New Program to Offer Help to More Veterans

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EDINBURG - Veterans who commit a crime can get the charges dropped if they follow the Hidalgo County Veterans Treatment Court Program.

U.S. Marine veteran Ace Netro is currently going through the program.

''[I] found myself in a very compromising situation. Unfortunately, at the time it wasn't good thing,” said Netro.

Netro said the program comes with ways to improve himself. ''Now I’m getting help from the veterans court, the whole panel. I'm getting help through counseling with Tropical and it's been very good,” he said.

Netro received an honorable discharge. However, his friend wasn’t so lucky.

"I guess for his situation he feels he can't get help, but I guess now starting in July, he'll get the help he needs,” said Netro.

On July 5, 2017, the Department of Affairs will accept other than honorable discharged veterans in a mental health emergency.

Under the new policy, OTH veterans may get help in an emergency up to 90 days. VA medical staff will also determine if the veteran's mental crisis is a result of what they call a “service-related injury.” If eligible, they could get more medical attention.

Hidalgo County Veteran Services officer Felix Rodriguez said many Valley veterans need this change.

“I would say that I have approximately no less than six or seven that have actually come in. I know of others that I'm not working with that do have OTH discharges,” said Rodriguez.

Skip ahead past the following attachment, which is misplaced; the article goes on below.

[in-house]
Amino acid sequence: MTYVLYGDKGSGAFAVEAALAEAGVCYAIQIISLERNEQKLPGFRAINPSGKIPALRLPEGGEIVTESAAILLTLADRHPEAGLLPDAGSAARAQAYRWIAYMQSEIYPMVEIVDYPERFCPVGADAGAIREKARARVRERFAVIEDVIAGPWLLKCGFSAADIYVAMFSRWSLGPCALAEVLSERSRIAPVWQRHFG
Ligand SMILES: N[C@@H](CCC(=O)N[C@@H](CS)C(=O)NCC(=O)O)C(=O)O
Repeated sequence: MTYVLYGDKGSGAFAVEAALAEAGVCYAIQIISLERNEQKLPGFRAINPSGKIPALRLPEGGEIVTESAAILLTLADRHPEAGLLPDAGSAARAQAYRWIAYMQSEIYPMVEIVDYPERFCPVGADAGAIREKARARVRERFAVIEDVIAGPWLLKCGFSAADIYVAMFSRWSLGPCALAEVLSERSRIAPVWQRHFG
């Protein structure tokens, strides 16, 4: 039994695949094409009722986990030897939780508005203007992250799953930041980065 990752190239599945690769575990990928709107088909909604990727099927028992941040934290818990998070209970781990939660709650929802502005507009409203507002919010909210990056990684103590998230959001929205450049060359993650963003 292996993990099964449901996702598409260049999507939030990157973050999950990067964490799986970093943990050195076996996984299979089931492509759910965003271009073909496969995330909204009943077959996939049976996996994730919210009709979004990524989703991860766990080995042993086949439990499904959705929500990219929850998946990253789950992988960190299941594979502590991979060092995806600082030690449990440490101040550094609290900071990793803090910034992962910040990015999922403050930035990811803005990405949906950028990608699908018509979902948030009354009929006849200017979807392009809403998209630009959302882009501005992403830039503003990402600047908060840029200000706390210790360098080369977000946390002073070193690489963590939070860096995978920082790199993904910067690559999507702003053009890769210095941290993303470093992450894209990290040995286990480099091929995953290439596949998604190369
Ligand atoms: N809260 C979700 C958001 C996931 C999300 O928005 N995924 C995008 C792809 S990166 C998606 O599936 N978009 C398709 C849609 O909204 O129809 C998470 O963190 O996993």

Netro said he will tell his friend about this change and others who need the help.

CHANNEL 5 NEWS reached out to the VA Texas Valley Coastal Bend Health Care System. VA spokesperson Reynaldo Leal said they are ready for the change and have the necessary staff available.

He sent us the following statement:

Our mission at VA Texas Valley Coastal Bend Health Care System (VATVCBHCS) is to provide the best care possible for the Veterans of South Texas. We have worked diligently to restore the trust of our Veterans and their families and made significant improvements over the past several years to include improvements in our mental health service. Today, our wait times for routine mental health appointments are less than two days throughout the health care system, and Veterans who find themselves in a moment of crisis have several ways of getting real-time help. This includes calling the Veterans Crisis Line at 800-273-8255 (press 1), or text 838255, and visiting a local Vet Center.

While the exact number of Veterans who will benefit from this new initiative is unknown, the Mental Health staff at VATVCBHCS stands ready to assist them. Suicide prevention is one of VA’s top clinical priorities and we are encouraged by this most recent effort to expand access to care.

Leal said if any veterans need help call the Veteran Crisis line at 800-273-8255.


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